This agreement was signed off in 2002, and came into effect three years ago. The ASEAN–China Free Trade Area is the world’s largest free trade area in terms of population and third largest in terms of nominal GDP after the European Union and NAFTA. The original FTA reduced tariffs on nearly 8,000 product categories, or 90 percent of imported goods, to zero. These favourable terms have taken effect in China and original ASEAN members, including Brunei, Indonesia, Malaysia, the Philippines, Singapore and Thailand. Cambodia, Laos, Myanmar and Vietnam will also implement these terms in 2015.

With the implementation of the ASEAN-China Free Trade Area in 2010, the average tariff rate on Chinese goods exported to the ASEAN bloc fell to just 0.6 percent, down from 12.8 percent. The tariff rate on ASEAN goods exported to China also fell from 9.8 percent to 0.1 percent.

The 2015 deadline is of huge significance to China as this includes Vietnam, which has gradually become an alternative destination to China for manufacturing. With Vietnamese wages currently at about a third of those in South China, manufacturing capacity for products ultimately destined for the China market is increasingly finding its way to Vietnam. Details of the China-ASEAN FTA can be found on our ASEAN Briefing website, which also includes regular updates on China’s tax treaty updates throughout the region. Knowledge of what products can now be manufactured externally from China and at lower costs, yet imported into the country duty free is a strategic and economic issue for many manufacturers. Foreign manufacturers automatically qualify for the ASEAN treaty benefits by setting up in an ASEAN nation (such as Vietnam), the qualification requirement being purely geographical.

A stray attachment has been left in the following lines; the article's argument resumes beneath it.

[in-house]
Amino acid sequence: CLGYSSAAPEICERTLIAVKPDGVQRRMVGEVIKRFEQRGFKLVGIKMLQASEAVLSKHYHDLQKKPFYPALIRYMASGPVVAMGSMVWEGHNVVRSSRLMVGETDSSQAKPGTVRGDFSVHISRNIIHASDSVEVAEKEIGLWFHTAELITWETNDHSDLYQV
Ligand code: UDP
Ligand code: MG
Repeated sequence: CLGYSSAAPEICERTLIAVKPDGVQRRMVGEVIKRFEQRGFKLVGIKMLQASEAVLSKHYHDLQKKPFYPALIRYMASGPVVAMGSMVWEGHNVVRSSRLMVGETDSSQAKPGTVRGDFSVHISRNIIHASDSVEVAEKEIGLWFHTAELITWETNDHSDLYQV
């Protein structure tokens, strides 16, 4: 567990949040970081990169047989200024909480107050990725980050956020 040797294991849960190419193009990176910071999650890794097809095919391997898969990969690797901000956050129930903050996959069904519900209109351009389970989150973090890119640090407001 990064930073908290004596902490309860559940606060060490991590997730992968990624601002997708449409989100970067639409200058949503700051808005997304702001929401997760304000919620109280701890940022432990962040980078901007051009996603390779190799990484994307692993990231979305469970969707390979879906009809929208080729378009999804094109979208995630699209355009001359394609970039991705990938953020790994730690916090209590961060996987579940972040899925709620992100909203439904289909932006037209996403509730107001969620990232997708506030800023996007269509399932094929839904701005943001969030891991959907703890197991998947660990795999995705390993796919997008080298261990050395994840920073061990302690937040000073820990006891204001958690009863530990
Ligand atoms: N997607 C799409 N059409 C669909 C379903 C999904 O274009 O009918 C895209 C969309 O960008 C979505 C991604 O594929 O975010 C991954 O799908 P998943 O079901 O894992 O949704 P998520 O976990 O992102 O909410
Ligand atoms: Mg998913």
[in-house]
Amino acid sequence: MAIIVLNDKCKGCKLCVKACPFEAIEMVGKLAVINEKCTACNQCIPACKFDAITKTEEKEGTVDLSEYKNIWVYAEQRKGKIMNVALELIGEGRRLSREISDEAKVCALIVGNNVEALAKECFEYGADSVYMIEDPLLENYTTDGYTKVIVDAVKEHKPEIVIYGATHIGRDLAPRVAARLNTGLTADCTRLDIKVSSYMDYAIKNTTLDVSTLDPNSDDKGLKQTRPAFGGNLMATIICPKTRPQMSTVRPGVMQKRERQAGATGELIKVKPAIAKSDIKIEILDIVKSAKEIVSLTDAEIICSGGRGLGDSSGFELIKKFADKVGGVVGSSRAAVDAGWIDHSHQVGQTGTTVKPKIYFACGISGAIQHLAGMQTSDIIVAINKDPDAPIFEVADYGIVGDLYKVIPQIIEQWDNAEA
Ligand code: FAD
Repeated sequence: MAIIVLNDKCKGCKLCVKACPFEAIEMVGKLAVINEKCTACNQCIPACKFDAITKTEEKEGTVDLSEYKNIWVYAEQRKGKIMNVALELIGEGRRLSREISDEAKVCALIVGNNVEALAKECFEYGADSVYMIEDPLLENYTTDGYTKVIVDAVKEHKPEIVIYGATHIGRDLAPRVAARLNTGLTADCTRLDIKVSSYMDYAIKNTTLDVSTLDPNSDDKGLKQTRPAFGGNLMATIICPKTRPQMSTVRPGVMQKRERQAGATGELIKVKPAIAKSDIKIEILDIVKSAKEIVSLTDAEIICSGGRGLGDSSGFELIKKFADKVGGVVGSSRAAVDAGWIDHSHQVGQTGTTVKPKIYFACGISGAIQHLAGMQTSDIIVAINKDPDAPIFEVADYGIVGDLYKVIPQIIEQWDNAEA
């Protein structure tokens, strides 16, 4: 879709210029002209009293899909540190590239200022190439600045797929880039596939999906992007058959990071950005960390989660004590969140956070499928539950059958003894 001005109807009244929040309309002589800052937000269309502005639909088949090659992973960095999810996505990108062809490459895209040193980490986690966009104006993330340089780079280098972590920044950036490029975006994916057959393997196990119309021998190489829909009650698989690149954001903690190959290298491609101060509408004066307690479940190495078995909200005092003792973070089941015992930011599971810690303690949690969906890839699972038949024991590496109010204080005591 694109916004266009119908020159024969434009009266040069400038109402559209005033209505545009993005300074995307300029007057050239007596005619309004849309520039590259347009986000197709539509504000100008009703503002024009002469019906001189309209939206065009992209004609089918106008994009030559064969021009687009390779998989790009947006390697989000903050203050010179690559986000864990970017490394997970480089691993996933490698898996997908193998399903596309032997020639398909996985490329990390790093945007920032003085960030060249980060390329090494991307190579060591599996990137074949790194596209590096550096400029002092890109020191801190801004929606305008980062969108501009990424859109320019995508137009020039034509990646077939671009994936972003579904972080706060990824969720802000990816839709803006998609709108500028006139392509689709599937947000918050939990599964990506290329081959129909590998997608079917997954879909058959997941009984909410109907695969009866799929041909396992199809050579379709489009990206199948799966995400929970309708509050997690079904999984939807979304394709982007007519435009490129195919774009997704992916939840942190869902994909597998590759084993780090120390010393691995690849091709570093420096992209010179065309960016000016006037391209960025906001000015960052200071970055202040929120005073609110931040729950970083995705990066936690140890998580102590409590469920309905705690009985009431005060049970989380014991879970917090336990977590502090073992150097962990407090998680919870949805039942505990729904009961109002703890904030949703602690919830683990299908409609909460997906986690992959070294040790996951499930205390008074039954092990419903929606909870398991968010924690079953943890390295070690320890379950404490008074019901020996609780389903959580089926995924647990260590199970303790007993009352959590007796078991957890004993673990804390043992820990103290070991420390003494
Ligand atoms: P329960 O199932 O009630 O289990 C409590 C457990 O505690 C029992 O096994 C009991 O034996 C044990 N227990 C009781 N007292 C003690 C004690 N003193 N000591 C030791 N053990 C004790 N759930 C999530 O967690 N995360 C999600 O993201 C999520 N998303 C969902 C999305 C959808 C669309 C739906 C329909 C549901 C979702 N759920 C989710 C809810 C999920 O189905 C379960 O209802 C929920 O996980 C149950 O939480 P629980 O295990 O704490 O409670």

China’s Free Trade Agreements and especially that with ASEAN should be part and parcel of the new Asian knowledge required to make informed and economically astute investment decisions for international executives when it comes to addressing the China question.